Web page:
Alternatives to Greek-Letter Organizations Warrant a Second Look

By David, Marc C. | Black Issues in Higher Education, December 16, 2004 | Go to article overview

Alternatives to Greek-Letter Organizations Warrant a Second Look


David, Marc C., Black Issues in Higher Education


Because of the discriminatory practices and lack of appeal of many predominantly White Greek-letter organizations, students of color sought the development of their own. Alpha Phi Alpha, Rho Psi, MALIK Sigma Psi, Lambda Theta Phi, and Alpha Pi Omega set the stage for later African American, Asian, African, Latino and American Indian Greek-letter organizations respectively. In addition, the gay, lesbian, bisexual and transgender community broke a barrier by forming Delta Lambda Phi as a fraternity that does not discriminate on the basis of sexual orientation.

Greek societies as a whole have made a positive impact on college campuses and communities throughout the nation. They're involved in community service, philanthropy and often make a significant contribution to the diversity of the student body. On the contrary, Greek-letter organizations have been criticized for monopolizing the social life of college campuses, hindering recruitment efforts, impeding scholarship, and most detrimental of all, engaging in hazing-related activities, which have resulted in countless injuries and deaths. Anyone who read about the tragedy of the two women who drowned on Sept. 9, 2002, in Los Angeles during a pledging-related activity had to be troubled by this senseless loss of life. Yet this tragedy, as horrific as it may seem, only touches the surface.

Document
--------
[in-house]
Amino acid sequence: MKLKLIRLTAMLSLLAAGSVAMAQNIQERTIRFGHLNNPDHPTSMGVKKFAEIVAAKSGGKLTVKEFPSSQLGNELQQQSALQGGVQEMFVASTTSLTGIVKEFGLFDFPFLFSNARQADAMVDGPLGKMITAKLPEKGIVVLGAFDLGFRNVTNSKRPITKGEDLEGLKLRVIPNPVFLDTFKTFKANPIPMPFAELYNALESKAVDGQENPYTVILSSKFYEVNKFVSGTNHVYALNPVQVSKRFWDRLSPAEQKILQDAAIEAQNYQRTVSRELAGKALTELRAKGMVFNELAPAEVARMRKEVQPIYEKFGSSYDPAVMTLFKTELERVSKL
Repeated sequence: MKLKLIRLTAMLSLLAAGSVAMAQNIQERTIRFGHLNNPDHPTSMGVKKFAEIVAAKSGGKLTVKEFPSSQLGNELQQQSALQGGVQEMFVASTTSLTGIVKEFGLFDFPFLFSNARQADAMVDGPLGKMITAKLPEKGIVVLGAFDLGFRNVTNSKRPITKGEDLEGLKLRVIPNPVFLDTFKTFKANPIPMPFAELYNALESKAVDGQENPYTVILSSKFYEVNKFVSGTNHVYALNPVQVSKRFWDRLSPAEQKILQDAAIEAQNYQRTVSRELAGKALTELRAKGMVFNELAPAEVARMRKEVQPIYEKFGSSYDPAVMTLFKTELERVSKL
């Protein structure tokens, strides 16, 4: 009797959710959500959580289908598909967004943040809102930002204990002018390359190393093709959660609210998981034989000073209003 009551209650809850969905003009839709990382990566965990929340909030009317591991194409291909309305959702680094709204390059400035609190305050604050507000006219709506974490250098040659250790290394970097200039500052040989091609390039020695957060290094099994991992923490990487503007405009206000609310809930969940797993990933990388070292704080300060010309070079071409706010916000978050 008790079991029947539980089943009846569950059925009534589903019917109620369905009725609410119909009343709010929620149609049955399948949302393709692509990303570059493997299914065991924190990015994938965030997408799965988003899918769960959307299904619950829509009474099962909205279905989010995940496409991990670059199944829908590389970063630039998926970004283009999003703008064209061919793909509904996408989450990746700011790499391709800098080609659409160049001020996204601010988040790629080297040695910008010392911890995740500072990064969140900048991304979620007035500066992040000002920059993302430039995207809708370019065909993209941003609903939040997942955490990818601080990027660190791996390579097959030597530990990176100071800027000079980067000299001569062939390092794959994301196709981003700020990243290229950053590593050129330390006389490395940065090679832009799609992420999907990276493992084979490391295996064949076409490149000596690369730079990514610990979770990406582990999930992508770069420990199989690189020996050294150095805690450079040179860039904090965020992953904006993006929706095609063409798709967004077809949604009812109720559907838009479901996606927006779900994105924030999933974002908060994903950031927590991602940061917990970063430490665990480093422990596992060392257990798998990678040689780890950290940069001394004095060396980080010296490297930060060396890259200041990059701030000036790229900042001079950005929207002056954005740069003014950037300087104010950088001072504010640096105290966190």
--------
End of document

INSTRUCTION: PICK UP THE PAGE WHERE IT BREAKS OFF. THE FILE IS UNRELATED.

For their participation in hazing-related incidents, Greek societies have been suspended from campuses, members have been expelled, sued or issued heavy prison sentences and administrators have developed policies that seek to limit Greek life or eliminate Greek societies all together.

Despite these challenges, many students on campuses, including those where there is no Greek life, still desire to associate with Greek-letter societies, while others who are discouraged by the current Greek systems still seek organizations that foster brotherhood and sisterhood.

In response to this dilemma, many alternative organizations have emerged. For example at Hamilton College in New York, Sistergirls was founded by faculty and staff members as a support group for undergraduate women of color, and Sisters of the Round Table (SORT) was founded at Colgate University as a series of Saturday forums to address tensions between African American and Latina women, later evolving into a campuswide support group for all women at the university.

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Alternatives to Greek-Letter Organizations Warrant a Second Look
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